You would think that in our enlightened times, religious tolerance would be the norm in just about every kind of business.
Unfortunately, discrimination exists, and you may have found that you are a target because of your faith.
A changing job description
You believed that one of the reasons your current company hired you was your helpful, pleasant personality and ability to interact well with the public. Everything went beautifully for the first few months of your employment, but then new management came in. Your supervisor moved you to a back-office position where you no longer had any contact with the public. In fact, you rarely see any other employees except for the bookkeeper to whom you now report. You did not ask for this reassignment; you were happy where you were, and you suspect that religious discrimination motivated the decision.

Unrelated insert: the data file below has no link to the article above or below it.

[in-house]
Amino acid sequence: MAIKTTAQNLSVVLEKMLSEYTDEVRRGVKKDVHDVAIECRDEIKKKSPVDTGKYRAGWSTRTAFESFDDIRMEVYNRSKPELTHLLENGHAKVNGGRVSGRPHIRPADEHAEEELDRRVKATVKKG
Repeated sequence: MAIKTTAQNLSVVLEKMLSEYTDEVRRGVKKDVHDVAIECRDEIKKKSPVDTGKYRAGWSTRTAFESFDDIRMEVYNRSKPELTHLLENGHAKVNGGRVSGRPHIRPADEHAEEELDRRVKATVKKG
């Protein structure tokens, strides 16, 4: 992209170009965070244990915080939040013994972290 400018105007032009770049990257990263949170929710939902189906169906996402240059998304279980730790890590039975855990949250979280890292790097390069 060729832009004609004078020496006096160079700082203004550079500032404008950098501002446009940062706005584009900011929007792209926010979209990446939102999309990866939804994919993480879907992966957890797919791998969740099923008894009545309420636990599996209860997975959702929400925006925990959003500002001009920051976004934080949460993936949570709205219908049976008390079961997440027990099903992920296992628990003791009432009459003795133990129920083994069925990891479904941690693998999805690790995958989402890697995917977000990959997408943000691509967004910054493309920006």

You believe the supervisor made the reassignment because you are a Muslim and wear a headscarf. You have heard rumors that management does not feel this is a good “look” for an employee who greets the public. Title VII prohibits job segregation based on religion, and this includes discrimination involving religious wearing apparel such as a Jewish yarmulke or a Muslim headscarf.
By law, unless it poses an “undue hardship” on the operation of the business, compromises safety or the rights of other employees, your employer must reasonably accommodate your religious beliefs and practices. This may mean adjusting schedules or allowing you leave for religious observances. It also prohibits your employer from discriminating against you because of your headscarf or any other apparel you wear, or refuse to wear, because of your faith.
Discrimination based on religion is unlawful. If your reassignment was due to the fact that you are a Muslim and wear a headscarf, this decision must be addressed, and your workplace rights restored.